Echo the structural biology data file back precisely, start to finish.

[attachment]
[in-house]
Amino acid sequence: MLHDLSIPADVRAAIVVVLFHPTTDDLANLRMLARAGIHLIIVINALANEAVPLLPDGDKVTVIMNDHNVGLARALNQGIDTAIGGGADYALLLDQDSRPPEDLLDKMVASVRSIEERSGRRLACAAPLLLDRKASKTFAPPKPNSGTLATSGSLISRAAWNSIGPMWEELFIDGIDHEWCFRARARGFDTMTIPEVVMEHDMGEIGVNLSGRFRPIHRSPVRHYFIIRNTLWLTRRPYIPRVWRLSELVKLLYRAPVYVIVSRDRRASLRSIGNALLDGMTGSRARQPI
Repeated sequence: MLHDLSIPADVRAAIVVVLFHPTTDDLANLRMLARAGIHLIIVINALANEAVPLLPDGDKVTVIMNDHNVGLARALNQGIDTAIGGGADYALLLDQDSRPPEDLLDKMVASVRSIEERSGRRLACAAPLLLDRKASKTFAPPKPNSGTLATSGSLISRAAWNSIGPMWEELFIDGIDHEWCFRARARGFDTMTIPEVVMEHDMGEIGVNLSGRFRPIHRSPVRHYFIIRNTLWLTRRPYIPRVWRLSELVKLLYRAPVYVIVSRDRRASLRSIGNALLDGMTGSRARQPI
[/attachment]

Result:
[in-house]
Amino acid sequence: MLHDLSIPADVRAAIVVVLFHPTTDDLANLRMLARAGIHLIIVINALANEAVPLLPDGDKVTVIMNDHNVGLARALNQGIDTAIGGGADYALLLDQDSRPPEDLLDKMVASVRSIEERSGRRLACAAPLLLDRKASKTFAPPKPNSGTLATSGSLISRAAWNSIGPMWEELFIDGIDHEWCFRARARGFDTMTIPEVVMEHDMGEIGVNLSGRFRPIHRSPVRHYFIIRNTLWLTRRPYIPRVWRLSELVKLLYRAPVYVIVSRDRRASLRSIGNALLDGMTGSRARQPI
Repeated sequence: MLHDLSIPADVRAAIVVVLFHPTTDDLANLRMLARAGIHLIIVINALANEAVPLLPDGDKVTVIMNDHNVGLARALNQGIDTAIGGGADYALLLDQDSRPPEDLLDKMVASVRSIEERSGRRLACAAPLLLDRKASKTFAPPKPNSGTLATSGSLISRAAWNSIGPMWEELFIDGIDHEWCFRARARGFDTMTIPEVVMEHDMGEIGVNLSGRFRPIHRSPVRHYFIIRNTLWLTRRPYIPRVWRLSELVKLLYRAPVYVIVSRDRRASLRSIGNALLDGMTGSRARQPI